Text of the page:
Wednesday 14 July 2021

Music to be heard at close quarters in a private chamber: Concerts à deux violes esgales from Sainte-Colombe and Marais

A deux violes esgales - Sainte-Colombe, Marais; Myriam Rignol, Mathilde Vialle; Chateau de Versailles Spectacles

A deux violes esgales
- Sainte-Colombe, Marais; Myriam Rignol, Mathilde Vialle; Chateau de Versailles Spectacles

Reviewed by Robert Hugill on 13 July 2021 Star rating: 4.0 (★★★★)
A recital of music by two of the great 17th century viola da gamba virtuosos which highlights the way duos for two equal viols developed into solos with basso continuo

Jean de Sainte-Colombe produced at least 67 Concerts à deux violes esgales, works for two equal violas da gamba without any basso continuo. This new recital from gambists Myriam Rignol and Mathilde Vialle on the Chateau de Versailles Spectacles label's Collection la chambre de Rois series takes us from Sainte-Colombe's duos, through those of his pupil Marin Marais to demonstrate how the writing for two equal viols developed into something closer to the trio sonata with one viol taking the bass line and a supporting continuo instrument, Thibaut Roussel (theorbo and baroque guitar) and Julien Wolfs (harpsichord).

Music apart, Monsieur de Sainte-Colombe remains something of a mystery. Musicologists have finally agreed on his Christian name (Jean) and have garnered a few other facts about him, but his presence in the written record is fascinatingly sparse.

He was probably a Huguenot, which perhaps explains the family's reluctance to participate in the more worldly activities at court, but he did seem to have a family with whom he performed. Sainte-Colombe's most famous pupil was, of course, Marin Marais who left far more of a paper trail. He joined the Academie Royale de Musique under Lully, and became a viol player in the Music of the King's Chamber, a group which not only played for the King privately but which performed in all the non-sacred music at court. Of course, Marais also wrote operas, but the focus of this disc is his music for viola da gamba.

The idea behind this music is private, intimate performance. The duos of Sainte-Colombe are real virtuoso stuff, using the full range of the instrument (almost five octaves) as well as a wide range of colours and innovative ornaments, we should imagine this music perhaps occasionally played by talented aristocratic amateurs but also by professionals such as Sainte-Colombe and Marais for the intimate delectation of the few. There is something about the equality of the two parts, the sense of a dialogue, which is intriguing here; this is music to be heard at close quarters in a private chamber.

Marin Marais published his pieces for one and two violas da gamba in 1686, a collection of 72 solos and 17 pieces duos. Then in 1689, Marais published the basso continuo part to the collection. The delay, he explained, was due to the care taken when notating the part. From his other comments about the publication, it seems that many of the pieces were circulating long before 1686 and that Marais used them for teaching purposes. 

Marais' second book for viola da gamba, published in 1701, is clearly for solo instrument with basso continuo, but Marais still gives the bass instrument a role as part of the dialogue. To highlight the way they feel this is a development from the equal voice works,  Rignol and Vialle play two suites from Marais' 1686 publication, the first in D minor without basso continuo, the second in G major with basso continuo. Rignol and Vialle perform the famous Couplets de Folies from Maria's 1701 publication in a version where the two players take it in turns to play the bass part, thus increasing the sense of dialogue.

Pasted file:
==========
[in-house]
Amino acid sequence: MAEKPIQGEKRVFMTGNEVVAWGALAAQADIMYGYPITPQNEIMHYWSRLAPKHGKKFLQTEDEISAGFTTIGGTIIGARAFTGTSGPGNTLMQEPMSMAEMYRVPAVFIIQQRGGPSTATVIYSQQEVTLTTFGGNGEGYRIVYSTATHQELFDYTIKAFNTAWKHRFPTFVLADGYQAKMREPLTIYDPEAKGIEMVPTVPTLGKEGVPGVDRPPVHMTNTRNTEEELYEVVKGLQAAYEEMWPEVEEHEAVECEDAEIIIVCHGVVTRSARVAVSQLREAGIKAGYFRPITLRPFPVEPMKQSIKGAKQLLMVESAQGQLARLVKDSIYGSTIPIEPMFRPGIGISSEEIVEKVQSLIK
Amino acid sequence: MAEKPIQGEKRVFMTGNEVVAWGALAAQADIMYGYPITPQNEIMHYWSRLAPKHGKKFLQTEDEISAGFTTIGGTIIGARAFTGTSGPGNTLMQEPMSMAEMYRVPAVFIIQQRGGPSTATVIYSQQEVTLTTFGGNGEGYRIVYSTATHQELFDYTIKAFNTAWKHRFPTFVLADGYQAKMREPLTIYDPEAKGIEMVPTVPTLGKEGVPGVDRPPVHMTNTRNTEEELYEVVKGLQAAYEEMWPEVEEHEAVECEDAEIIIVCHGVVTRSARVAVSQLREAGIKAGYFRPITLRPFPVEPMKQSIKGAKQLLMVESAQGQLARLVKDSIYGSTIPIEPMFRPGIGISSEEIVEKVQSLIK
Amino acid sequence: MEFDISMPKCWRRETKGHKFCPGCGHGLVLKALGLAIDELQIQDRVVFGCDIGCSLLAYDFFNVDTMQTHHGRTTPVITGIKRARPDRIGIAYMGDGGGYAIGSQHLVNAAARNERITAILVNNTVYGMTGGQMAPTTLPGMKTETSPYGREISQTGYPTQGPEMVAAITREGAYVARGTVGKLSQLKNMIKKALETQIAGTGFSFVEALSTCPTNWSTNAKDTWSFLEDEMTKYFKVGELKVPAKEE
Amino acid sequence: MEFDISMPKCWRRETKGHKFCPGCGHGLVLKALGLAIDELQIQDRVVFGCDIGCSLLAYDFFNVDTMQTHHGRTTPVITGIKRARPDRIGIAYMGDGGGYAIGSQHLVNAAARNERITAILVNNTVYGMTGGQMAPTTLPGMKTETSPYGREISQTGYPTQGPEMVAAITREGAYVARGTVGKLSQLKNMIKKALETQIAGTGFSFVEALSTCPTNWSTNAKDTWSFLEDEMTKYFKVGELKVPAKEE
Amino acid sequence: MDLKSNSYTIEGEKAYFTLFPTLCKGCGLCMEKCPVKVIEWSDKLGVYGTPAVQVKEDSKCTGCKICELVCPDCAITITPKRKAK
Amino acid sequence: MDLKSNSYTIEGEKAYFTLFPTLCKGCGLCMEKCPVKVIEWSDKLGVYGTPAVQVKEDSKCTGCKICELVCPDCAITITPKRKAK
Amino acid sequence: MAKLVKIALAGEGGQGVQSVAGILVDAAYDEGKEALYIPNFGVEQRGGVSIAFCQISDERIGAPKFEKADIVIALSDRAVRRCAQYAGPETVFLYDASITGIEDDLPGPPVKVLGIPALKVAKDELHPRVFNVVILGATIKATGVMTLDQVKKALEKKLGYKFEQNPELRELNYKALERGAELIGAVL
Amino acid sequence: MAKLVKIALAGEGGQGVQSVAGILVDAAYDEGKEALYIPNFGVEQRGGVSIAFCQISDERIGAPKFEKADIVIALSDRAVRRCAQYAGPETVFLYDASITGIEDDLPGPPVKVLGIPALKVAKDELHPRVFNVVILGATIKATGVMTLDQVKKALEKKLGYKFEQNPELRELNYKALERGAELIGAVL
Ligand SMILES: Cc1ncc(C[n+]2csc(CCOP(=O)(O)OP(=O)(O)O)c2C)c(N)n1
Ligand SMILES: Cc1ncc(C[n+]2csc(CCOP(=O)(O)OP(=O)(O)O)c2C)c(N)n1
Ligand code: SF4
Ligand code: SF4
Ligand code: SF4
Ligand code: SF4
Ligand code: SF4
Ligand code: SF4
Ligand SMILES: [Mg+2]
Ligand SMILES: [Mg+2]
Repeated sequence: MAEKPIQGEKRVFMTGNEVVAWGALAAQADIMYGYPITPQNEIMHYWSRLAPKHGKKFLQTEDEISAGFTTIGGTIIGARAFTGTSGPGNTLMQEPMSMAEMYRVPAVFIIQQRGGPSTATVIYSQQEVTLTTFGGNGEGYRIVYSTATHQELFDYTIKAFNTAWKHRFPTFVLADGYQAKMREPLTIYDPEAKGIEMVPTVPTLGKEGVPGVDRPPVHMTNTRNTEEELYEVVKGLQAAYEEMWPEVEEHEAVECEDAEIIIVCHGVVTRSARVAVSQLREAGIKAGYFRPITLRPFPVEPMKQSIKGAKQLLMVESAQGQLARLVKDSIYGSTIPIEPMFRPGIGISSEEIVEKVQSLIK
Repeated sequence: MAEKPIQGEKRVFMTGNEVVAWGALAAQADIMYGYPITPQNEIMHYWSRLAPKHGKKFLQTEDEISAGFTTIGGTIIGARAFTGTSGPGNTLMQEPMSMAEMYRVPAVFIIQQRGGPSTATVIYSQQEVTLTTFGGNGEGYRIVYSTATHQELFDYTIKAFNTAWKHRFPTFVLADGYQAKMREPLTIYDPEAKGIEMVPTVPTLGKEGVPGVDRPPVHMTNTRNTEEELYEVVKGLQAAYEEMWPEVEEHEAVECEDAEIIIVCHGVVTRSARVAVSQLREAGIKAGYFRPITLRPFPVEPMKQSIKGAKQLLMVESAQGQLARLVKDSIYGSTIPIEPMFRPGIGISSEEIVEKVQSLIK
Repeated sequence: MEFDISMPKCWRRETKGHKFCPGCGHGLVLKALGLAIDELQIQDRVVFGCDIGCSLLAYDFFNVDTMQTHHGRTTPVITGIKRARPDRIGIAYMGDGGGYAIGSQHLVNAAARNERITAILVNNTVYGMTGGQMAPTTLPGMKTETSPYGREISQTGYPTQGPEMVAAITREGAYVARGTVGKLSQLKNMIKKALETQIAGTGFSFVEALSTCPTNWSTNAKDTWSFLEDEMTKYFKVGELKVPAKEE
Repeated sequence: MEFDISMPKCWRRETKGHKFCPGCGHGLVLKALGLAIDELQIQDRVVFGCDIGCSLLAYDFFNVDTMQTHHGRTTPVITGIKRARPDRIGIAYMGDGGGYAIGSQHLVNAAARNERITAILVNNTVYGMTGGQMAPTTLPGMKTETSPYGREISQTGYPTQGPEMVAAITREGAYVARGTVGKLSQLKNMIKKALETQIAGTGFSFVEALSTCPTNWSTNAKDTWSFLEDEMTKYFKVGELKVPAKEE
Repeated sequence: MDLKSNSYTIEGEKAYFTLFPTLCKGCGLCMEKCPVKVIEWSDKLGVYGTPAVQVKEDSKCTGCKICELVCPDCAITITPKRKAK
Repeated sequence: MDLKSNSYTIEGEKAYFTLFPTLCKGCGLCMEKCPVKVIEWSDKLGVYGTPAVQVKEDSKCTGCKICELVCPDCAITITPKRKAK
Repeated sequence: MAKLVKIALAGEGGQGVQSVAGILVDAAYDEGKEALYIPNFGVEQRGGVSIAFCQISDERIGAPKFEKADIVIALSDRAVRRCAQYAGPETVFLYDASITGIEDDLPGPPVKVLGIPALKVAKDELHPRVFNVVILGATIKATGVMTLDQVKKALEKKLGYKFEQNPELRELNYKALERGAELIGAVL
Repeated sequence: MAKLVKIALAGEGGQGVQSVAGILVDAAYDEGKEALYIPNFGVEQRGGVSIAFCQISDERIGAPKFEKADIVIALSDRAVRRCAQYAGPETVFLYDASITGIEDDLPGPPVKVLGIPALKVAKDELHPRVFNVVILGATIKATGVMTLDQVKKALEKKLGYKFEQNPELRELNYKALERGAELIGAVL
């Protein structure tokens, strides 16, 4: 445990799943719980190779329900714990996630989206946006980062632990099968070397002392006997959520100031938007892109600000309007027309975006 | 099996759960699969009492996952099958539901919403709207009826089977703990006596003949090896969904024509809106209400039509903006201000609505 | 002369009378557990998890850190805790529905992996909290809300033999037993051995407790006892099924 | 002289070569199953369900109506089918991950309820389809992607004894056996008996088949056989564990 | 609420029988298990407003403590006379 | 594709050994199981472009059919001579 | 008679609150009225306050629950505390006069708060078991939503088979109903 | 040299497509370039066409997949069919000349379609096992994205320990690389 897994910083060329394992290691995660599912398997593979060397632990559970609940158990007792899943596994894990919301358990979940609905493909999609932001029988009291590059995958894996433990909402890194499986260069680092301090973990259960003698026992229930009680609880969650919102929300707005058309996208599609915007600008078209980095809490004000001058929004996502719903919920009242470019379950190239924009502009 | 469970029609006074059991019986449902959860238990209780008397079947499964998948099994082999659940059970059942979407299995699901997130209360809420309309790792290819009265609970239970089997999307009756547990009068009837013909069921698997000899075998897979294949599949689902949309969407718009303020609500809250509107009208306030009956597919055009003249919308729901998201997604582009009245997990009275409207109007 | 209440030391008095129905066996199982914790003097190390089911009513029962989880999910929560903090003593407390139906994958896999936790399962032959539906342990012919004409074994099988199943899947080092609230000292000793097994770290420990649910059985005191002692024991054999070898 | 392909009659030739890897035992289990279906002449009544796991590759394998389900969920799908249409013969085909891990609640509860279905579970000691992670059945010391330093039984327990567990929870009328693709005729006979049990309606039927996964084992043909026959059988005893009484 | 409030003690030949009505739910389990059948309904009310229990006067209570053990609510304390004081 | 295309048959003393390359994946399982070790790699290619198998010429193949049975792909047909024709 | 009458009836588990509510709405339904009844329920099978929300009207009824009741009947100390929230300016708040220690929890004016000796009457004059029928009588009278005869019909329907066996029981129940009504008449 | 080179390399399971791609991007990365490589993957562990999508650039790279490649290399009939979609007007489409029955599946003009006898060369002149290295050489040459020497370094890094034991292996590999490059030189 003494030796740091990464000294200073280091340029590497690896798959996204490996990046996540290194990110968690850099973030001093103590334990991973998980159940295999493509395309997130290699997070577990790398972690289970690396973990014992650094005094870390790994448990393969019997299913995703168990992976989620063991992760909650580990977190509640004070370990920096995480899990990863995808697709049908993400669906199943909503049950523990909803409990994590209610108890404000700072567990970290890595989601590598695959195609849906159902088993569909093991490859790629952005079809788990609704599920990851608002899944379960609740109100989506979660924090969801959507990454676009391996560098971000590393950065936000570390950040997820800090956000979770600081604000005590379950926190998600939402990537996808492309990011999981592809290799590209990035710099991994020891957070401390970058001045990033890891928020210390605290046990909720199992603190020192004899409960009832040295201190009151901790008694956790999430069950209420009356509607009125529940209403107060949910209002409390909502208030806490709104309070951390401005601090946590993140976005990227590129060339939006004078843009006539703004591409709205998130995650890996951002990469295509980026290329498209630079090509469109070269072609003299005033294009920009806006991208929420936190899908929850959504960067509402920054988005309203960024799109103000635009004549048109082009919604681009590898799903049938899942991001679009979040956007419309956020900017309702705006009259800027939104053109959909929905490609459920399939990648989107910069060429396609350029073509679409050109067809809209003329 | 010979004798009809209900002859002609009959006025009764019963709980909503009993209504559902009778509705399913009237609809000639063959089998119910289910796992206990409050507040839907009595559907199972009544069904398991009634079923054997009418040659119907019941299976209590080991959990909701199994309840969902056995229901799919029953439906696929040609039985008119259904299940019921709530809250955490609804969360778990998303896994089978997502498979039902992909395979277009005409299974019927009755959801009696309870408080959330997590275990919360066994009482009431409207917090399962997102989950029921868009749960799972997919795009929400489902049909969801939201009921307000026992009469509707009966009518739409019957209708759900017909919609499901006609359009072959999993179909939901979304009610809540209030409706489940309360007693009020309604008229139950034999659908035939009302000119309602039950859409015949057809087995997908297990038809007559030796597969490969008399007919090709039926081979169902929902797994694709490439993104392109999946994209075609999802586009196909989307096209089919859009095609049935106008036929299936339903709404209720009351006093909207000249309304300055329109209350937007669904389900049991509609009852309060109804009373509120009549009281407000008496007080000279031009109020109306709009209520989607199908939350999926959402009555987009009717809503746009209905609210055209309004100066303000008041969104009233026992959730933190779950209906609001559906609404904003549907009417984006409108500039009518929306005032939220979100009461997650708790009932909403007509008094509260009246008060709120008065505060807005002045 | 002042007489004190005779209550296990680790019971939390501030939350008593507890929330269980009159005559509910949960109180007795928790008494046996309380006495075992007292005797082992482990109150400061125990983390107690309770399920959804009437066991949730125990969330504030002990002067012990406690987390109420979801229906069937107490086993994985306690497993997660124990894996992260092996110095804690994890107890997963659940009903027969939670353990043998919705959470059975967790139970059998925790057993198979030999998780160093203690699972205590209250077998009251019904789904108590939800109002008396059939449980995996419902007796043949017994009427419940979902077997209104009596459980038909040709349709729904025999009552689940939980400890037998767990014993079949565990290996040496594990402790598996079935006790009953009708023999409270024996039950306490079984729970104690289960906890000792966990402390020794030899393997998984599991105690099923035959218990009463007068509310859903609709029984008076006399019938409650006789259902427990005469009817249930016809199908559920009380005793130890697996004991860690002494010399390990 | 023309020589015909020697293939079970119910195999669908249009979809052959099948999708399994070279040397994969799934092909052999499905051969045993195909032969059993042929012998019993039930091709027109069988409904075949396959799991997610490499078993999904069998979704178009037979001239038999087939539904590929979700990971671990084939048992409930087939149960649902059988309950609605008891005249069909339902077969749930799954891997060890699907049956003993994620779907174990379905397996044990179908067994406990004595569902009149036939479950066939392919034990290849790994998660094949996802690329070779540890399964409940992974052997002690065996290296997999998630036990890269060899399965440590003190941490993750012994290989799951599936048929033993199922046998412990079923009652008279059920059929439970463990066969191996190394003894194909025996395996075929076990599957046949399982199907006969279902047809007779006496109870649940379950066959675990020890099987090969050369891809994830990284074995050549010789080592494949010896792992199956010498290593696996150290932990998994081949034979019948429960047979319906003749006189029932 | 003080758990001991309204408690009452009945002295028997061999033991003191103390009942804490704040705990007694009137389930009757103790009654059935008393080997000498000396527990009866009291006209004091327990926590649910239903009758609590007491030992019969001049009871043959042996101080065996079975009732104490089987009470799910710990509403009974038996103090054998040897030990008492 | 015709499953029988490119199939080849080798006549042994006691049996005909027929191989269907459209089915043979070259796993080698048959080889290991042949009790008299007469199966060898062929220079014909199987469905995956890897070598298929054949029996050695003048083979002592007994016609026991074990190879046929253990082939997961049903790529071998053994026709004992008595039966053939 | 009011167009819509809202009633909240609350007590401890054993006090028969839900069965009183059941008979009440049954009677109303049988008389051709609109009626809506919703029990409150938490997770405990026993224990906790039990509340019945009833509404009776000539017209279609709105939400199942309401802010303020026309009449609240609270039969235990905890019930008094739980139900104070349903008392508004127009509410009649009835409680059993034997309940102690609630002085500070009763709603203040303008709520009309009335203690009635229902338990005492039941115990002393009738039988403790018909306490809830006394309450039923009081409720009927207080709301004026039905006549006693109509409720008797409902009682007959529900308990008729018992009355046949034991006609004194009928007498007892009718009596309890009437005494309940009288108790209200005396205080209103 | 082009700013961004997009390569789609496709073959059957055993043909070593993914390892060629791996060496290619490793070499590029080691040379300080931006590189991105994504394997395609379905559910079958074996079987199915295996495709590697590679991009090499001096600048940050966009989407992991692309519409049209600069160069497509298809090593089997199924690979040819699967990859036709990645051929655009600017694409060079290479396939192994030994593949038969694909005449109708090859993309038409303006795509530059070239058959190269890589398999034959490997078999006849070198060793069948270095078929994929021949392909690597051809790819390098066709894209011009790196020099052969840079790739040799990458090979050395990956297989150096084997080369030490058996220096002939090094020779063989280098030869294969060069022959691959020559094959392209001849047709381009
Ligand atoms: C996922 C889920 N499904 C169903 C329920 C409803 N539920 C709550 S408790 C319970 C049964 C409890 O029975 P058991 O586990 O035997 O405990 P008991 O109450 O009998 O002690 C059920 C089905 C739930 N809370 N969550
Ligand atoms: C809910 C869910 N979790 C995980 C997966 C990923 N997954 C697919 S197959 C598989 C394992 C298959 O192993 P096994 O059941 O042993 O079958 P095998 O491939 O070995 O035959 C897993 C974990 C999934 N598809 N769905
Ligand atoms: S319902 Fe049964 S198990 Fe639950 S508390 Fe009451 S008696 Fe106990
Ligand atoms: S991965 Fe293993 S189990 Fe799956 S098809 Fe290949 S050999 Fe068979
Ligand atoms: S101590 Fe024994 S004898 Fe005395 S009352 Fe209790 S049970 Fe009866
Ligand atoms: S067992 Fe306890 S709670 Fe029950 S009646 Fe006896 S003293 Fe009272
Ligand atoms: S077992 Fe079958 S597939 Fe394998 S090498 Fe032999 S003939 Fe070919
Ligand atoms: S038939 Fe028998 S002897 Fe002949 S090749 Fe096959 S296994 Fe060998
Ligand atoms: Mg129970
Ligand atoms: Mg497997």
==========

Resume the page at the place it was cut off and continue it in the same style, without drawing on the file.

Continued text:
There are two extra pieces on the disc by two of Marais' contemporaries, which serve both as punctuation points and to showcase the talents of the basso continuo group, a work by Etienne Lemoyne who was theorbo player for the Music of the King's Chamber, and a work by Louis Marchand, organist at the Royal Chapel.

There is a sense of civilised understatement to this music, and a delight in the sense of dialogue of two equals. The forms are fascinatingly free, Sainte-Colombe's duos are of great variety and certainly not of fixed form, and Marais seems to keep this. It is only with the final work on the disc, the substantial Couplets de Folies that we encounter anything like showy virtuosity. This was music for true amateurs, people who could understand and appreciate the subtleties of sophisticated viola da gamba playing.

It is clear that Rignol and Vialle derive great enjoyment and satisfaction from this music, you feel their sense of dialogue as two equals and the balance of their performances. My only complaint is that the disc feels too short and I only wish that we could have had more. One other minor caveat, whilst the disc is on the Chateau de Versailles Spectacles label and whilst the disc includes images of the performers in the chateau, the recording itself was not made there but at the College Victor Hugo de Besancon!

Jean de Sainte-Colombe (c1640-1700) - Concert LX: Les Majestueux
Jean de Sainte-Colombe - Concert XLIV: Tombeau Les Regrets
Jean de Sainte-Colombe - Concert XXI: Le Villageois
Marin Marais (1656-1728) - Suite in D minor for two violas da gamba
Etienne Lemoyne (active 1680-1723) - Prelude in G
Marin Marais - Suite in G major for two violas da gamba and basso continuo
Louis Marchand (1669-1732) - Prelude in D
Marin Marais - Couplets de Folies
Myriam Rignol (viola da gamba)
Mathilde Vialle (viola da gamba)
Thibaut Roussel (theorbo, baroque guitar)
Julien Wolfs (harpsichord)
Recorded 10-14 June 2020, Salle des Actes, College Victor Hugo de Besancon
Chateau de Versailles Spectacles CVS043 1CD [79:39]

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